Stories detailed the events leading up to his death.  Some wanted to believe it was a drug deal gone bad, others said it was a hate crime directed at his sexual orientation.  In the end analysis, it truly did not matter to his mother and loved ones what reasons were responsible.  The boy was brutalized and left hanging on a fence in Wyoming to die.

“Truly I tell you, whatever you did not do for the least of these…..

The man standing on the corner holding his tattered cardboard sign looks longingly at motorists passing by hoping that someone will roll down the car window and pass enough money to him to feed his growling stomach.  Nobody stops.  They don’t seem to notice.  He reflects on the times he also was that motorist who ignored beggars standing on the corner with their cardboard signs.  The times back then were better.  He had a job and a family who depended on him, loved him.  But, addiction stole all of that, made him an unbathed, ragged homeless man who now lives in the nearby woods with others like him.  Different stories to tell, but all of them now hungry and destitute.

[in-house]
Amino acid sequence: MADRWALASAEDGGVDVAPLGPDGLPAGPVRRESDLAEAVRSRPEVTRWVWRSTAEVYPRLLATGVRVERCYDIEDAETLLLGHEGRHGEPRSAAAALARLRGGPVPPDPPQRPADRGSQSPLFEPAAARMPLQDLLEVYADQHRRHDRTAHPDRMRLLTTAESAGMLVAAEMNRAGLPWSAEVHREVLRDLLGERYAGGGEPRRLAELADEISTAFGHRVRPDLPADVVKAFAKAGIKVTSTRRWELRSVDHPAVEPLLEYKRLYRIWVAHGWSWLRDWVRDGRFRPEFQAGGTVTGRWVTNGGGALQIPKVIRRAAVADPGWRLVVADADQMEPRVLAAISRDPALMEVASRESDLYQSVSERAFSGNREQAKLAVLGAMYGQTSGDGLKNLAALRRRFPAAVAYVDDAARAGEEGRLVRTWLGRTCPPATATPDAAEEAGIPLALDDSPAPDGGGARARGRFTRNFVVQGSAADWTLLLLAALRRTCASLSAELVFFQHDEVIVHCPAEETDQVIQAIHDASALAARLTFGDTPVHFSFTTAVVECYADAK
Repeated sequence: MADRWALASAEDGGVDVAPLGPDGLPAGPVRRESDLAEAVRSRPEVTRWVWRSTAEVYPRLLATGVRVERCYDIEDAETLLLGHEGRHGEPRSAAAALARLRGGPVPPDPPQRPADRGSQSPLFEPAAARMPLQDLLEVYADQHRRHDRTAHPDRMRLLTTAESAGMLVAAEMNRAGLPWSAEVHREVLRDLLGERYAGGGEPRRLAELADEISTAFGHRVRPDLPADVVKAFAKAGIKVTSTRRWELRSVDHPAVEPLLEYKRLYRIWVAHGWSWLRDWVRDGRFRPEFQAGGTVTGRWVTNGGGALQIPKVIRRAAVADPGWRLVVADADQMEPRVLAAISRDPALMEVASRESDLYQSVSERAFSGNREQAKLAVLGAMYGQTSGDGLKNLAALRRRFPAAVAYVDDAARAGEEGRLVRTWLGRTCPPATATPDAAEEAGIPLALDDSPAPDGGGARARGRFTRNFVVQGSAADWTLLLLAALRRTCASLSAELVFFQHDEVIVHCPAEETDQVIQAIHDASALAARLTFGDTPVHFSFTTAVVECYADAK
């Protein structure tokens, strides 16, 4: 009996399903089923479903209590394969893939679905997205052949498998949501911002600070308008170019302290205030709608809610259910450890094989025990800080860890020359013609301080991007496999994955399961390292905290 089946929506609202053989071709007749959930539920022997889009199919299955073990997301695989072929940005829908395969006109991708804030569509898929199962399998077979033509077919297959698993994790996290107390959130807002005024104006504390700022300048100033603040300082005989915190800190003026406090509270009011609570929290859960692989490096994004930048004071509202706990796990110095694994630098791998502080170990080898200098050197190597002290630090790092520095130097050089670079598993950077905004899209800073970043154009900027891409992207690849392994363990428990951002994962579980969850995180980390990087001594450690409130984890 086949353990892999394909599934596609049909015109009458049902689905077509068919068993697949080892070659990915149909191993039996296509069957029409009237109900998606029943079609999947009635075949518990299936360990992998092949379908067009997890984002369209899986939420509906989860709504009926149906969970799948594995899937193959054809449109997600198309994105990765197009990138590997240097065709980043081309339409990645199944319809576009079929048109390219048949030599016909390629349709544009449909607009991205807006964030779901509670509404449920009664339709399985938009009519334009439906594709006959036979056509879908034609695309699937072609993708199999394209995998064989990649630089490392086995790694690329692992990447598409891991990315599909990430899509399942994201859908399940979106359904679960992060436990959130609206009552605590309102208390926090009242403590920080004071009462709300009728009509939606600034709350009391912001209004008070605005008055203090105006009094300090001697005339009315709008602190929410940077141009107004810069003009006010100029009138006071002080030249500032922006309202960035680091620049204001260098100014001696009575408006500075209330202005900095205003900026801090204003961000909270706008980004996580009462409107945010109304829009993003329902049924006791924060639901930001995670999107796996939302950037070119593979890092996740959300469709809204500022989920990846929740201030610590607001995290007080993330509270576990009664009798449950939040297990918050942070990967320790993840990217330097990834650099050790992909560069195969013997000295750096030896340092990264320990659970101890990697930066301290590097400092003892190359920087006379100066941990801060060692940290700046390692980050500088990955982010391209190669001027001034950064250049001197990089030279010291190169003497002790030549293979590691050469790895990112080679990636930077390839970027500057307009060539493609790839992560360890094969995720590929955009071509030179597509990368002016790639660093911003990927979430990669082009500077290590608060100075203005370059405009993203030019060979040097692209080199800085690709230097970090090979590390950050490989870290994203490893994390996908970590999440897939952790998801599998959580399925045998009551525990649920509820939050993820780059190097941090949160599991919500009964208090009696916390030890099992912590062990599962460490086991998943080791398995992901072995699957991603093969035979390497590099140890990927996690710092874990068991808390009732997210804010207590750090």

…..you did not do for me.”  Matthew 25:44

I open my eyes in a sweat-soaked bed, my pulse racing.  I recognize the man with the sign on the corner in my dream.  It is me.  I recognize the motorists passing by ignoring the man’s needs.  They also are me.

I am the one who stands along the rail tracks leading to Auschwitz wondering where the human cargo is heading, knowing where they are going, too frightened to be involved.

I am the border guard seizing the child from his mother.  My conscience tells me this is not right, but I have a family to support, I need the job.

I am the one who watches the frail boy being bullied after gym class.  They are calling him a sissy, a wimp.  I watch as the bigger boys punch and poke him.  They make fun of him because he is different.  I turn and go to my next class not wanting to be the next target for their taunts and abuse.

“There may be times when we are powerless to prevent injustice, but there must never be a time when we fail to protest.”

ELIE WIESEL